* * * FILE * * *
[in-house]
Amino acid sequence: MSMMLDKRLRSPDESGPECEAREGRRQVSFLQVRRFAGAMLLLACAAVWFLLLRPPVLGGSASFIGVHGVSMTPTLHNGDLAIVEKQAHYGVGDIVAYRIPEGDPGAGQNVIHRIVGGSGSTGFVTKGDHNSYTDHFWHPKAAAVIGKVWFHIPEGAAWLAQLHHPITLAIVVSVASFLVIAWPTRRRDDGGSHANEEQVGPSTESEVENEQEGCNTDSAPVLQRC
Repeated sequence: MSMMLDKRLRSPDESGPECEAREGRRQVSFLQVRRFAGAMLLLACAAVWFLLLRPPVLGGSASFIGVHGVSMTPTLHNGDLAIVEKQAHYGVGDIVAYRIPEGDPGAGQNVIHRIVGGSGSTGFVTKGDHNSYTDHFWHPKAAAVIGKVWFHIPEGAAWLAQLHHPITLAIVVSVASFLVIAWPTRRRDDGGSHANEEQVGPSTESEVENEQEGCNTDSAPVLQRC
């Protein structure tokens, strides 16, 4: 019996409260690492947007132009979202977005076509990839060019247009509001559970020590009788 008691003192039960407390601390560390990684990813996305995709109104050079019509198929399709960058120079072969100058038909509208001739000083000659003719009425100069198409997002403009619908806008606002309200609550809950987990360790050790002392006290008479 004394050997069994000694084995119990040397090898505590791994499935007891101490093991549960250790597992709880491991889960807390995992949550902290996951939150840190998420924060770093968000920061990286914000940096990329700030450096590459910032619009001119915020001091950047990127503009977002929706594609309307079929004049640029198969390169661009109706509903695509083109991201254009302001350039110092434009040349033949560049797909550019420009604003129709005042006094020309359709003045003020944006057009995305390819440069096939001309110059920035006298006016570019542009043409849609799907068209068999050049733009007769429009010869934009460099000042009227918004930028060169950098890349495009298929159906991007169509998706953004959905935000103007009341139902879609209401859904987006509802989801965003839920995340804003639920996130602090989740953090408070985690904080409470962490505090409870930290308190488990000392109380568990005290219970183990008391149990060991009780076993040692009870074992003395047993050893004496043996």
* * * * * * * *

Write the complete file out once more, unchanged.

[in-house]
Amino acid sequence: MSMMLDKRLRSPDESGPECEAREGRRQVSFLQVRRFAGAMLLLACAAVWFLLLRPPVLGGSASFIGVHGVSMTPTLHNGDLAIVEKQAHYGVGDIVAYRIPEGDPGAGQNVIHRIVGGSGSTGFVTKGDHNSYTDHFWHPKAAAVIGKVWFHIPEGAAWLAQLHHPITLAIVVSVASFLVIAWPTRRRDDGGSHANEEQVGPSTESEVENEQEGCNTDSAPVLQRC
Repeated sequence: MSMMLDKRLRSPDESGPECEAREGRRQVSFLQVRRFAGAMLLLACAAVWFLLLRPPVLGGSASFIGVHGVSMTPTLHNGDLAIVEKQAHYGVGDIVAYRIPEGDPGAGQNVIHRIVGGSGSTGFVTKGDHNSYTDHFWHPKAAAVIGKVWFHIPEGAAWLAQLHHPITLAIVVSVASFLVIAWPTRRRDDGGSHANEEQVGPSTESEVENEQEGCNTDSAPVLQRC
């Protein structure tokens, strides 16, 4: 019996409260690492947007132009979202977005076509990839060019247009509001559970020590009788 008691003192039960407390601390560390990684990813996305995709109104050079019509198929399709960058120079072969100058038909509208001739000083000659003719009425100069198409997002403009619908806008606002309200609550809950987990360790050790002392006290008479 004394050997069994000694084995119990040397090898505590791994499935007891101490093991549960250790597992709880491991889960807390995992949550902290996951939150840190998420924060770093968000920061990286914000940096990329700030450096590459910032619009001119915020001091950047990127503009977002929706594609309307079929004049640029198969390169661009109706509903695509083109991201254009302001350039110092434009040349033949560049797909550019420009604003129709005042006094020309359709003045003020944006057009995305390819440069096939001309110059920035006298006016570019542009043409849609799907068209068999050049733009007769429009010869934009460099000042009227918004930028060169950098890349495009298929159906991007169509998706953004959905935000103007009341139902879609209401859904987006509802989801965003839920995340804003639920996130602090989740953090408070985690904080409470962490505090409870930290308190488990000392109380568990005290219970183990008391149990060991009780076993040692009870074992003395047993050893004496043996």